For more than a decade, New York filmmaker and activist Reina Gossett has been sifting through libraries and living rooms to research legendary trans activist Marsha "Pay-it-no-mind" Johnson. And for many of those years, she and director Sasha Wortzel have been working to fund and produce Happy Birthday, Marsha! , a fictionalized telling of the moments that lead up to the historic 1969 Stonewall riots, to which Johnson was central. But, in October of 2017, Netflix released a documentary about Johnson’s life by director David France that Gossett publicly claimed relied largely on primary research that she had done and received funding from at least one foundation to which she had also applied. “As the Netflix movie launched, I was borrowing money to pay my rent,” she wrote in an essay about the controversy. In a statement on Facebook, France denied the claims of intellectual theft but acknowledged that, as a white cisgender gay man, his path to funding and producing his film was far easier than that of Gossett, a black transgender woman.
Whether or not France is at fault, the challenges that Gossett has faced with her and Wortzel’s film are indicative of the many ways in which trans cultural production and representation prove relentlessly double-sided—in which taking up any opportunity for visibility or creative pursuit is always also risking tokenization and co-option for the benefit of already powerful people and institutions.
“It is this kind of violent extraction—of black life, trans life, queer life, disabled life, poor life—that leads so many of us to hold our ideas close to our chests; to never let the world see how brightly we shine,” Gossett wrote in the same essay. “Until all of our ideas and lives are celebrated and given the resources we need and deserve, so much of our brilliance will remain hidden out of fear of our lives and labor being violated and appropriated.”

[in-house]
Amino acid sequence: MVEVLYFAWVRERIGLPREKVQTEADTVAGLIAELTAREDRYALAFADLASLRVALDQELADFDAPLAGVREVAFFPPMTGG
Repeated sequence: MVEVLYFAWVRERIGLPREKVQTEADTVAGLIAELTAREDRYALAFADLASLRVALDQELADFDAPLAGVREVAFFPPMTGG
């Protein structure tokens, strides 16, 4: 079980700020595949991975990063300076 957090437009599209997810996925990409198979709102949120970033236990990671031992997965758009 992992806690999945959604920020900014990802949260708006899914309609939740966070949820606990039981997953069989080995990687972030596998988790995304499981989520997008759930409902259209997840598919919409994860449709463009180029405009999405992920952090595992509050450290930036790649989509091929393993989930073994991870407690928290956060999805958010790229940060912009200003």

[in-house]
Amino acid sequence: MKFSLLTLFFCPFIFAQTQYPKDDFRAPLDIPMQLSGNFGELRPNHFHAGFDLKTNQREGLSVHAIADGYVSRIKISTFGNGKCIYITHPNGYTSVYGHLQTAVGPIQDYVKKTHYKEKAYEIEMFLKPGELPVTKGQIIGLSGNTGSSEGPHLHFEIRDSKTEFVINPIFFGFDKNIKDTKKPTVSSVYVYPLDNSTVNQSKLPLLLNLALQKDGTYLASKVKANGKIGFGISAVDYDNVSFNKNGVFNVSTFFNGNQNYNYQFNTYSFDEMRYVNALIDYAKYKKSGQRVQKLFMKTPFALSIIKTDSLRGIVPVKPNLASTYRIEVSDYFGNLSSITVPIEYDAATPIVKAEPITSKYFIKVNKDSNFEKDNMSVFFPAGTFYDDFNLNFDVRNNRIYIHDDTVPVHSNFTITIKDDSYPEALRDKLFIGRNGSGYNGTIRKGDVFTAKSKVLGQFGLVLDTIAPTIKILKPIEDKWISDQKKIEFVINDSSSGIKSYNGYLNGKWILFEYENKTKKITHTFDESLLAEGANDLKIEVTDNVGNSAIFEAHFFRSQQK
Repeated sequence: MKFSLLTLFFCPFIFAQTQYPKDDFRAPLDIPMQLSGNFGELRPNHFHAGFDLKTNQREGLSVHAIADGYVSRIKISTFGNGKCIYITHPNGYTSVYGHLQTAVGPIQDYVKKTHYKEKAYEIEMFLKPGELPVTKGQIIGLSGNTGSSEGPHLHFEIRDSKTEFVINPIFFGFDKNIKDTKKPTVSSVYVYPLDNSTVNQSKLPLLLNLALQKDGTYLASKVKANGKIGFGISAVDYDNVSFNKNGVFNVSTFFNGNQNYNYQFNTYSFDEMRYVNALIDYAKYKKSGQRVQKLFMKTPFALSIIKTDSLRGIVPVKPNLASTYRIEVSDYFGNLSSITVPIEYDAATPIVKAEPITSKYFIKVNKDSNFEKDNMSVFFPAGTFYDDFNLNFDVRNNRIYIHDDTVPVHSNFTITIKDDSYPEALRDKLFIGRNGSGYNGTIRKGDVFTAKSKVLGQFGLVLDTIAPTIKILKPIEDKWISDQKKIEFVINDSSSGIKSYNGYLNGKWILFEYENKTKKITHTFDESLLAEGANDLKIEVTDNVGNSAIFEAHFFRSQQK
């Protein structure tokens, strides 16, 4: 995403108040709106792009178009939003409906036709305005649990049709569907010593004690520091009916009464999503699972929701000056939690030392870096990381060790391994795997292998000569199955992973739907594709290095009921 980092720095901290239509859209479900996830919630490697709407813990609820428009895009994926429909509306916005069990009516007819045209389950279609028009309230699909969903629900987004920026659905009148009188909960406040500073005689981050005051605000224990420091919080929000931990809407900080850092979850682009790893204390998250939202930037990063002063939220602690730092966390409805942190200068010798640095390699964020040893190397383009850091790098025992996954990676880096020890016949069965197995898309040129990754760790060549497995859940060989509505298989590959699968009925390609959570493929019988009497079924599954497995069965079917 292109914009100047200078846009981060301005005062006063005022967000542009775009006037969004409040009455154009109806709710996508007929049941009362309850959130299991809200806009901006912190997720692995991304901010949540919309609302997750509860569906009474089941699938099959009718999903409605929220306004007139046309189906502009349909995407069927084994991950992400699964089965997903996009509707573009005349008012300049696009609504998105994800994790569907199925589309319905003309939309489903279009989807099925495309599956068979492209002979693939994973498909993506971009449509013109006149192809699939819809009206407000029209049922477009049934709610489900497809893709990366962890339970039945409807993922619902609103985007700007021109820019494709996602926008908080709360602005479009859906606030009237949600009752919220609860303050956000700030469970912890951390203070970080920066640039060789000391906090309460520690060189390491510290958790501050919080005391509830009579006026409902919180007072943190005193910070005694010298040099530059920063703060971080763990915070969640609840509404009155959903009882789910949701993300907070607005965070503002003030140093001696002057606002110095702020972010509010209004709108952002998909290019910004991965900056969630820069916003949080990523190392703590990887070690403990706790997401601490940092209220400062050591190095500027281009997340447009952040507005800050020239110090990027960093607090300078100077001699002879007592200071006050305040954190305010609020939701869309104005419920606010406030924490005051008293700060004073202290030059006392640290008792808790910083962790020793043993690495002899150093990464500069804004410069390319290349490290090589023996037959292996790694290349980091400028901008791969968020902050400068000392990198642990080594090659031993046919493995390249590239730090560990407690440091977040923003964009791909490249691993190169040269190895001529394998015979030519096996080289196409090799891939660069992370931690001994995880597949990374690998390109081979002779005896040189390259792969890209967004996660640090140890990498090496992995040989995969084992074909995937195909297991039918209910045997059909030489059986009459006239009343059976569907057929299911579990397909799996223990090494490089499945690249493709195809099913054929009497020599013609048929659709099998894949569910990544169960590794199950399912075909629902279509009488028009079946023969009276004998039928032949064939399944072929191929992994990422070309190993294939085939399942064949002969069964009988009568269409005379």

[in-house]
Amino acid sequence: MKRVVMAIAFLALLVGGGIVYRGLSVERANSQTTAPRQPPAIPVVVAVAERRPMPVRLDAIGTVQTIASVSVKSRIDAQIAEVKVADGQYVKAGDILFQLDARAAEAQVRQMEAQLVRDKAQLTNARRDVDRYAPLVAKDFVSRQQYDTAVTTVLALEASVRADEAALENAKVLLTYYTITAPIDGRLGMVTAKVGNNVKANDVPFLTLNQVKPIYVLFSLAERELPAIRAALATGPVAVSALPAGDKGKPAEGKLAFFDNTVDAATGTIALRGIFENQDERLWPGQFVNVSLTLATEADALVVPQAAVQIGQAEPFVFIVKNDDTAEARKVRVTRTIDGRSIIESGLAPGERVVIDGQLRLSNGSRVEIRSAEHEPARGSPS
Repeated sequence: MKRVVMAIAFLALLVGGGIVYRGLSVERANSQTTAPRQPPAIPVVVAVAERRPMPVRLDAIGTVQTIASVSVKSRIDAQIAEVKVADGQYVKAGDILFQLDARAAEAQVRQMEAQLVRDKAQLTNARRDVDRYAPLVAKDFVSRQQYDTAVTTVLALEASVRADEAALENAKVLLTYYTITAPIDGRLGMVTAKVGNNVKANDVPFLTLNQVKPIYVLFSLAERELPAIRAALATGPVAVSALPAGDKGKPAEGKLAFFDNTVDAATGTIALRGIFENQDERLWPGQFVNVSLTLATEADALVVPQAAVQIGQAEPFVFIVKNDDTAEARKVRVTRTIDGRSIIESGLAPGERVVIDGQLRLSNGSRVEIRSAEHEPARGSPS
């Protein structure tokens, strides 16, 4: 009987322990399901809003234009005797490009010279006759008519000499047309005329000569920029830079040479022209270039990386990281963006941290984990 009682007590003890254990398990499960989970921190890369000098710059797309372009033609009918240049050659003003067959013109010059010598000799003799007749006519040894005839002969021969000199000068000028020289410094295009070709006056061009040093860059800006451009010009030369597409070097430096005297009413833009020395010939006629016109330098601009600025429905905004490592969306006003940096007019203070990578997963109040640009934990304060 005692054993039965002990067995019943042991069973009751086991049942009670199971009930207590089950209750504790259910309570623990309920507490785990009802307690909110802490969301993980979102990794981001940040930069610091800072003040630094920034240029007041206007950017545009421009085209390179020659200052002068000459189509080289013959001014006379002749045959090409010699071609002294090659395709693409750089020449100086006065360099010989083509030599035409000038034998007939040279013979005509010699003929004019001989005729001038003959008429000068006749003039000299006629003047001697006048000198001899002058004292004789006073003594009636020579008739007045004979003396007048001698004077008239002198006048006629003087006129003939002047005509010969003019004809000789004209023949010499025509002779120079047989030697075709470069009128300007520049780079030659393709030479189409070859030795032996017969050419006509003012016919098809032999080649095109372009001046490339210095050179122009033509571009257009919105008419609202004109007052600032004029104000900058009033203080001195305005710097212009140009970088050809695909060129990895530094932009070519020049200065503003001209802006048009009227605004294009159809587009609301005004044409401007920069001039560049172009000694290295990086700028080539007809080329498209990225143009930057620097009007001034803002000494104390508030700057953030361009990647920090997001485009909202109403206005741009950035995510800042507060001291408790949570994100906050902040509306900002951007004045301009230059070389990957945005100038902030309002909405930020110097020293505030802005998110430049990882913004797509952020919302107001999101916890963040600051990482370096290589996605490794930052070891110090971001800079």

Aptly, Gossett, along with Eric A. Stanley and Johanna Burton, is one of the editors of a new anthology, Trap Door: Trans Cultural Production and the Politics of Visibility, published collaboratively by MIT Press and The New Museum, which takes up this paradox of trans and gender nonconforming visibility. And, at a moment when the public is so obsessed with image and celebrity that campaigns for the representation of marginalized people in pop culture often eclipse movements for incarcerated or impoverished marginalized people, many of the authors deftly critique the assumption that representation is necessarily positive, ultimately calling into question what “representation” and “visibility” even mean.